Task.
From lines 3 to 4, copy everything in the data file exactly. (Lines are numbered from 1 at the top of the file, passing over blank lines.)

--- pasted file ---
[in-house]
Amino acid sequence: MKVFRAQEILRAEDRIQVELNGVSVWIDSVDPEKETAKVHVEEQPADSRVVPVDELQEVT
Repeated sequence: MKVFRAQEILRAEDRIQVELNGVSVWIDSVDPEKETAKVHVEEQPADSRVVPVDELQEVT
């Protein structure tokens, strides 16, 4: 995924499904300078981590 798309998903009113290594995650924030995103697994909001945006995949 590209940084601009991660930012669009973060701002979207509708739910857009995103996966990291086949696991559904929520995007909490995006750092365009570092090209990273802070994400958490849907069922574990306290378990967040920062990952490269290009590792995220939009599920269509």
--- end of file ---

Repeated sequence: MKVFRAQEILRAEDRIQVELNGVSVWIDSVDPEKETAKVHVEEQPADSRVVPVDELQEVT
């Protein structure tokens, strides 16, 4: 995924499904300078981590 798309998903009113290594995650924030995103697994909001945006995949 590209940084601009991660930012669009973060701002979207509708739910857009995103996966990291086949696991559904929520995007909490995006750092365009570092090209990273802070994400958490849907069922574990306290378990967040920062990952490269290009590792995220939009599920269509």